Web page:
"Guys, come here, I need to talk to you."
Micaiah started inching her way toward me, a sly grin on her face. She's right, usually when I bring her and her brothers close to talk to them I'm telling them about something exciting that's going to happen - we're leaving that afternoon to go to Nenaw & Papaw's, we're going to pick up the toys so we can paint, we're going to the store (it doesn't take much, when you're four or less, to garner excitement). It broke my heart knowing how out of place her current grin of anticipation was.
"Annie won't be coming home."
It was the sad news I had hoped not to have to share when we found the lump in our cat's abdomen on Sunday. I had hoped making them say good-bye to her yesterday, while she moaned in her cage just before being shuttled off to the vet, was just a silly precautionary measure - more like a, "Have fun at the doctor; we'll see you soon!" kind of good-bye.
But it wasn't so.
At first the pronouncement that Annie wouldn't be returning from the doctor was a little bit of a shock to the two older ones and I debated whether to leave it at just that. These are the tough calls a Mommy has to make when Daddy is at work and real life is unfolding before us. So I decided to push through and be honest (well, as honest as a four-year-old and a two-year-old need).
"She's very sick and she's going to die."
At this my tears broke forth, indicating to Micaiah this was the proper response. Thus, imitating me, she, too, wept for Annie.
For about ten full seconds.
And then, through the sobs, "Mommy, maybe we can do an activity."
"What kind of activity, Baby?" Was her soul more sensitive than I had anticipated? Was she already planning some sort of memorial? Or was it simply-
"You know, an activity from The Box?" Yep, just as I suspected. "The Box" being a cardboard box in which I keep craft kits for she and her brother to do on occasion. Nothing cat or funeral-related there. Just a fun thing to do now that we're done crying.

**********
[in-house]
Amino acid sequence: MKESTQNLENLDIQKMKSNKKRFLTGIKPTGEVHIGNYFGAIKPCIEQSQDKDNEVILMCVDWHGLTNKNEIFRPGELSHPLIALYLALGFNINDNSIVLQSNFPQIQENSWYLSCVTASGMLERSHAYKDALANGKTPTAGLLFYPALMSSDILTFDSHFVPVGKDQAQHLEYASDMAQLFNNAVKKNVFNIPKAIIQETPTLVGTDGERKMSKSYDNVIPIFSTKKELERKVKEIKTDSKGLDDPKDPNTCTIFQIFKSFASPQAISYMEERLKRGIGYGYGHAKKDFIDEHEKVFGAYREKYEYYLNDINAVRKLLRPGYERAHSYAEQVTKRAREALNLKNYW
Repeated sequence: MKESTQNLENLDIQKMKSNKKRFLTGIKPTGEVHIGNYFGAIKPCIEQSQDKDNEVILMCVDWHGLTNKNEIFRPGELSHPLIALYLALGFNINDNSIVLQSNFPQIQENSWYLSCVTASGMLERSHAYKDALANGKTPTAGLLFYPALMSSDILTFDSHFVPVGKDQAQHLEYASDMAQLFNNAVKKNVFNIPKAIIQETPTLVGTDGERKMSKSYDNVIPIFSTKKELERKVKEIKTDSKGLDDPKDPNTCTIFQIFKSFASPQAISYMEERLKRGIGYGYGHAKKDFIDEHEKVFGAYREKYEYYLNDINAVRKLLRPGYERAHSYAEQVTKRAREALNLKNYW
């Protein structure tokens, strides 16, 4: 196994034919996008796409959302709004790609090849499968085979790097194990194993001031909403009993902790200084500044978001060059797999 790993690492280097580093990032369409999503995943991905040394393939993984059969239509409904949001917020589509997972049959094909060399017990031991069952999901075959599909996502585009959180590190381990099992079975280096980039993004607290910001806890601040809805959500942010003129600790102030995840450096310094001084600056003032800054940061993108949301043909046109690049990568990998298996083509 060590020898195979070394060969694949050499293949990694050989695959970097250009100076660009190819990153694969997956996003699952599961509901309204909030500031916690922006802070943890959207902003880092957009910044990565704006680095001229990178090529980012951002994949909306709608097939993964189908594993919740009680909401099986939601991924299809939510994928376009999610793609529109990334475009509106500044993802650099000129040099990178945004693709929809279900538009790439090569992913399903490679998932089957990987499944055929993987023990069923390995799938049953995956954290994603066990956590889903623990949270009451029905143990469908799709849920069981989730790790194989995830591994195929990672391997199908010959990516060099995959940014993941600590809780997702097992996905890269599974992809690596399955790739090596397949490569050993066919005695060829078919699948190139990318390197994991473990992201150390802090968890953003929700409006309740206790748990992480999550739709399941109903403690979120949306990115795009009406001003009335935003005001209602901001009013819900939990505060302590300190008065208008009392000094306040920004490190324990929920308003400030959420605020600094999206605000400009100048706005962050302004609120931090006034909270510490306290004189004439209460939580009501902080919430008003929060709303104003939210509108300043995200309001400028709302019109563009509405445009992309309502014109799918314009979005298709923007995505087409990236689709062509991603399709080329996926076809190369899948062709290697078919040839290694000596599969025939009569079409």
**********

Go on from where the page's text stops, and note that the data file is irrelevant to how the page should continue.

"Okay, Baby, sure."
Apparently these kinds of things are just easier on the young.
To be fair, they did ask a few more questions intermittently as the morning progressed and I did overhear this sweet conversation:
Emmett: "Why is Annie going to die, Sissy?"
Micaiah [in her most sweet, heartfelt voice]: "Because she's sick. Sometimes people, and animals, get sick."
Emmett: "But they don't die."
Micaiah: "Sometimes they do."
I know we'll still be answering questions in the most unexpected moments, as kids are known to have, but for now I'm glad this early brush with death was slightly less traumatic than we'd feared. If only I could promise them this would be the last time we'd ever have this conversation.
Sometimes life gets hard. And sometimes it's even harder than that.
Here's to the girl who wore her heart on her fur.
1110. A chance to say good-bye
1111. Simple understandings of not-so-simple things
1112. Understanding care-takers
1113. The way Joey's head rests in my lap as he sucks his thumb, tired from playing
1114. Singing lullabies
1115. Learning to play the piano as I teach her
1116. Listening to her read